SBA Guarantee Fee: What Is It and How Does It Affect You?

SBA Guarantee Fee What Is It and How Does It Affect You

If you’re thinking about starting your own business, you may have heard of the SBA or the Small Business Administration. What does the SBA do? Why do you need it? And what does the SBA guarantee fee have to do with it? Let’s take a look at this business-related acronym so that you know what you’re getting into when you hear it.

The History of the SBA 7 (a) Guarantee Program

The SBA 7(a) program is the most popular small business loan program in the United States. The program is named after section 7(a) of the Small Business Act, which authorizes the agency to provide financial assistance to small businesses. There are four types of loans available through this program: working capital, long-term financing, disaster loans, and management training programs.

Things You Should Know About the SBA (Guarantee Fee)

The SBA Guarantee Fee is a fee the Small Business Administration (SBA) charges on all 7(a) loans. The purpose of the fee is to cover the cost of defaulted loans. The SBA charges a percentage of the loan guarantee, which is based on the size of the loan and how it deals with people.

Timing is Everything

The SBA charges a guarantee fee on all 7(a) loans it guarantees. The fee is calculated as a percentage of the total loan amount and is paid to the SBA by the lender at the time of loan approval. The current guarantee fee for 7(a) loans is 3% for loans of $150,000 or less and 3.5% for loans greater than $150,000. For example, on a $500,000 loan, the guarantee fee would be $17,500. For this reason, the larger your loan, the more likely you are to have higher fees which will affect your ROI (return on investment).

The good news is that you can still apply for loans with high guarantee fees if they meet your needs and work within your budget. But make sure you compare other lenders’ rates before making a decision.

Finally, remember that there are always exceptions so be sure to ask about potential fees before taking out any type of business loan.

Your Two Options When Dealing with an SBA Loan

The SBA offers two different types of loans, each with its own guarantee fee. The first is a 7(a) loan, which is the most common type of SBA loan. The second is a 504 loan, which is used for larger projects such as real estate or equipment purchases. For both types of loans, the lender will ask you to pay a guarantee fee based on your income level. If you make less than $100,000 per year then you’ll pay 1% of your gross income annually to use an SBA loan. If you make more than $100,000 per year then you’ll have to pay 2% of your gross income annually for using an SBA loan.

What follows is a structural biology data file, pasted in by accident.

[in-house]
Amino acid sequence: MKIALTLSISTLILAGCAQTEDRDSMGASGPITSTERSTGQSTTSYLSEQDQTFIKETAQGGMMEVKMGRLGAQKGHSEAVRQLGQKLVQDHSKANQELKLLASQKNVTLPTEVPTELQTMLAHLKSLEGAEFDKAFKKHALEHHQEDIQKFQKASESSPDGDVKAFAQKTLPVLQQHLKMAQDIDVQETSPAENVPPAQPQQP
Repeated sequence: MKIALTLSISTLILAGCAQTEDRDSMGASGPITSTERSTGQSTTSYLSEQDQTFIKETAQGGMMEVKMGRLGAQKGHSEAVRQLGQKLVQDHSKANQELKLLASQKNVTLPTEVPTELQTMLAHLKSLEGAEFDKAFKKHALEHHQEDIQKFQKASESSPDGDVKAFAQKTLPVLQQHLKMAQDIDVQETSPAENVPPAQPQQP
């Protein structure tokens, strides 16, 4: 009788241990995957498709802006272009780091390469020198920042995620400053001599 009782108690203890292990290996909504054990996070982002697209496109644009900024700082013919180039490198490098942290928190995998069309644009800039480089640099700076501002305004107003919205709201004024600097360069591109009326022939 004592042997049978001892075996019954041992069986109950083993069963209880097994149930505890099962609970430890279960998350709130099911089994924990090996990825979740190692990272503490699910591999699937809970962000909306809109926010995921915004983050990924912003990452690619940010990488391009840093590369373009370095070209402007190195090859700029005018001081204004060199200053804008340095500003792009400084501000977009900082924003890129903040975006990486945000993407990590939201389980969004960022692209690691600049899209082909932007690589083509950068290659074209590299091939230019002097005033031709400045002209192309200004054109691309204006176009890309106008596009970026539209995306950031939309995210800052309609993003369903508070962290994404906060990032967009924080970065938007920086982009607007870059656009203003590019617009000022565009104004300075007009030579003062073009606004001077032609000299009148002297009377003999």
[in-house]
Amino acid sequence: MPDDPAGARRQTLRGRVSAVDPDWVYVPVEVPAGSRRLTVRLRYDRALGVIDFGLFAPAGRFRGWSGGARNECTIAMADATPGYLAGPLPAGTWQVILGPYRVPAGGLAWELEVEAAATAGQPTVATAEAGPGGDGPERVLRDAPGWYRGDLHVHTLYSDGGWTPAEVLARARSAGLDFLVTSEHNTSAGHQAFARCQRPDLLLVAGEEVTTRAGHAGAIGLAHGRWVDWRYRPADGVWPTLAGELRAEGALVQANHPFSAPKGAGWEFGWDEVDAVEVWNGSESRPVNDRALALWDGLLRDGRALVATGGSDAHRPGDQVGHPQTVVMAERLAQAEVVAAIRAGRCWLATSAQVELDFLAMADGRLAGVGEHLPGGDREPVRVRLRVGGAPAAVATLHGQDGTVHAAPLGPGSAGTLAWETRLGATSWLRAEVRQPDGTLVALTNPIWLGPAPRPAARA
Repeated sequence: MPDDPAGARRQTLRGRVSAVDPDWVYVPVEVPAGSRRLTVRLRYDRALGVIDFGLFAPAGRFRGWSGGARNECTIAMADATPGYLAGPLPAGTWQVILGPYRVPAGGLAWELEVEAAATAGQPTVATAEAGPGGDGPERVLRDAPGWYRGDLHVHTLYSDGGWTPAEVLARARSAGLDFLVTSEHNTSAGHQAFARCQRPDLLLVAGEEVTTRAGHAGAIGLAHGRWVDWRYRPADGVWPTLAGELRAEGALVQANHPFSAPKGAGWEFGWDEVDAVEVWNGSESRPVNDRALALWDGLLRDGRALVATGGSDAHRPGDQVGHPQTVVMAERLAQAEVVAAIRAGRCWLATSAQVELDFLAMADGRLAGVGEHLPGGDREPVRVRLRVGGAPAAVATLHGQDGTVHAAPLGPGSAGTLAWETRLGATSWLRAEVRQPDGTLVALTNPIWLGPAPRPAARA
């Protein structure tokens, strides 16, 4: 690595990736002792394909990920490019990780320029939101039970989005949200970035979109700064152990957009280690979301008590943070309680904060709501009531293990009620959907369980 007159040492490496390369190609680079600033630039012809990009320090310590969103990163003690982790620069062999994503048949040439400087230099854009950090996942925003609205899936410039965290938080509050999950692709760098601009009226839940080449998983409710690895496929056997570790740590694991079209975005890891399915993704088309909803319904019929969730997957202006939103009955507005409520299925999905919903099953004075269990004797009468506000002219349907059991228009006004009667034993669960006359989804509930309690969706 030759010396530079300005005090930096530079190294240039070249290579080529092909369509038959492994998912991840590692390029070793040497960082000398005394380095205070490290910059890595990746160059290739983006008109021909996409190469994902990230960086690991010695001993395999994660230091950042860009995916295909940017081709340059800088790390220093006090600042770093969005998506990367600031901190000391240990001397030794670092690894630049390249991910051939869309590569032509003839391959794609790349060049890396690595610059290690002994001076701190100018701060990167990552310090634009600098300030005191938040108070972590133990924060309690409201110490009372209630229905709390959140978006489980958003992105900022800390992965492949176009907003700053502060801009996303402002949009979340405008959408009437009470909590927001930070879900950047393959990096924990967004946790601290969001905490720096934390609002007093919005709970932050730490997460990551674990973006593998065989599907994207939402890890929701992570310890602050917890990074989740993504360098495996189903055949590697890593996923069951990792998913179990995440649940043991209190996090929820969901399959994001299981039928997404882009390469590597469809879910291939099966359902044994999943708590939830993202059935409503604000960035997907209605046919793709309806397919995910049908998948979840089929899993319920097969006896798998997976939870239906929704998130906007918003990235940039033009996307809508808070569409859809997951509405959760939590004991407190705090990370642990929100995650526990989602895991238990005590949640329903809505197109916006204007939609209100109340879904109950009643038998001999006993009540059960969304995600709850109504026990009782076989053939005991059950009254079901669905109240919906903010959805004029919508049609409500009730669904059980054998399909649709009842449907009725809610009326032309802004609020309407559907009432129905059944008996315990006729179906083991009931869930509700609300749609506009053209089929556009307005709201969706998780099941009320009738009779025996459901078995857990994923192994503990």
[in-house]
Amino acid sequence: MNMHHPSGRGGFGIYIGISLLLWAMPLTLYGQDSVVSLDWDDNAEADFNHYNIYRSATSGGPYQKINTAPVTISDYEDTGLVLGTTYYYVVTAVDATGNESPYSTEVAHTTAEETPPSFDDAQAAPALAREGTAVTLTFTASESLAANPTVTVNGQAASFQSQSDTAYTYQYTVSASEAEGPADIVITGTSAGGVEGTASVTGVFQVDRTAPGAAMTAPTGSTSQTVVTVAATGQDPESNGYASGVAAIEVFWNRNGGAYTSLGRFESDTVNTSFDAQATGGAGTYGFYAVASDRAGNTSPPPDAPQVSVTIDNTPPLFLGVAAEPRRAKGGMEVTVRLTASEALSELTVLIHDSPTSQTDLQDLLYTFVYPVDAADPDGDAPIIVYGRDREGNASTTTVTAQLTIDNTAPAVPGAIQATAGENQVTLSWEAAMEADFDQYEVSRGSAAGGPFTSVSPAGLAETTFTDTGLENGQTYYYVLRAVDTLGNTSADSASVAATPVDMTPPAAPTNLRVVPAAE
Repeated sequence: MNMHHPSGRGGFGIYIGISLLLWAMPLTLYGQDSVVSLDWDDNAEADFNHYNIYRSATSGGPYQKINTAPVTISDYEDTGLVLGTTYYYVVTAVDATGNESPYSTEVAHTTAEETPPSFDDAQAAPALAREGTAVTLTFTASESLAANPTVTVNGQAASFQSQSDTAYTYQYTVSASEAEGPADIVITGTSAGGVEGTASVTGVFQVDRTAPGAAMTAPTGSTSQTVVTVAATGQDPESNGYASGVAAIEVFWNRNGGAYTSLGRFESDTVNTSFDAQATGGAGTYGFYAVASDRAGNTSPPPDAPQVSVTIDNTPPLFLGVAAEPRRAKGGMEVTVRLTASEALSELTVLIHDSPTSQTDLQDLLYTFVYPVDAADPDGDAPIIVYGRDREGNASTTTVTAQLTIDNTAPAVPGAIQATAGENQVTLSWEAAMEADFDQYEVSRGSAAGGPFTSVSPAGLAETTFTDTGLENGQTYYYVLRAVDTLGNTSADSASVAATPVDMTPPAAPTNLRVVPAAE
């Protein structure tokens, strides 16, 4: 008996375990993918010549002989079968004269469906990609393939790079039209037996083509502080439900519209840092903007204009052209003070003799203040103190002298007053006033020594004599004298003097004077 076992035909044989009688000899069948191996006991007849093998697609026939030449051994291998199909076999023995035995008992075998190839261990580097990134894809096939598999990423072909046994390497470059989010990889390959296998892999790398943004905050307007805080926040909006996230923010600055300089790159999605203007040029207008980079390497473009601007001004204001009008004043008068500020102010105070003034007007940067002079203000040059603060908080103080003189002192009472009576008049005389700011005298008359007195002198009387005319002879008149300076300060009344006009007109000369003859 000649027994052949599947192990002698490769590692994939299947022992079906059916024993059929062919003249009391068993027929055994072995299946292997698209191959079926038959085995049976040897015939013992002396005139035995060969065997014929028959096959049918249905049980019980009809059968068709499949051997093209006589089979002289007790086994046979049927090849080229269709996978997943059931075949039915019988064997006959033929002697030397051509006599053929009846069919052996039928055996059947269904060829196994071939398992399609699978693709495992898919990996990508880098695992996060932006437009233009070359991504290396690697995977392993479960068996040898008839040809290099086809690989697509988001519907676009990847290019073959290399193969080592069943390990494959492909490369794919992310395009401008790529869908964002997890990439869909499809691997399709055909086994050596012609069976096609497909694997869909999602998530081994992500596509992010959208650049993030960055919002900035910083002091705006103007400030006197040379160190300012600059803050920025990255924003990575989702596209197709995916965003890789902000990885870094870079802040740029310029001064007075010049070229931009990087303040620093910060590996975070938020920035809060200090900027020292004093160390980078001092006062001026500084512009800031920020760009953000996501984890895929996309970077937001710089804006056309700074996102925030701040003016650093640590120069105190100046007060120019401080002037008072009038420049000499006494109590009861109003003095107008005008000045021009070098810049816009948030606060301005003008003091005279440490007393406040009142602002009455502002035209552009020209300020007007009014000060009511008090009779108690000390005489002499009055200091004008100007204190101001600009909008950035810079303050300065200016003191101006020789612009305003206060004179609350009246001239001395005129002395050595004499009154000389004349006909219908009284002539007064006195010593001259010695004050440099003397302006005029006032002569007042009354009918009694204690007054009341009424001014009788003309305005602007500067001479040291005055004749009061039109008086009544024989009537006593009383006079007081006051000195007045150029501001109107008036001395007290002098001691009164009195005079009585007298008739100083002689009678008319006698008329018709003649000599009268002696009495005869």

Who Qualifies for an SBA Loan?

SBA-guaranteed loans are available to for-profit businesses of all sizes and many non-profit organizations. There are several key factors that will determine whether or not your business qualifies for an SBA loan, including how it deals with people, its financial history, and the purpose of the loan. Additionally, if you are a for-profit company, you must have at least one employee who has been employed by the company for at least one year. If you’re a nonprofit organization, then you must have been in operation for at least two years. For example, if you’re seeking financing to purchase land on which to build your business or equipment as part of a major expansion project, this would qualify as a working capital loan and is considered a viable option by the SBA.

The Five Steps to Getting Approved for an SBA Loan

  1. Know what the SBA Guarantee Fee is
  2. How it deals with people
  3. How to get approved for an SBA Loan
  4. Follow the proper steps
  5. Have a business plan in place, including personal financial information.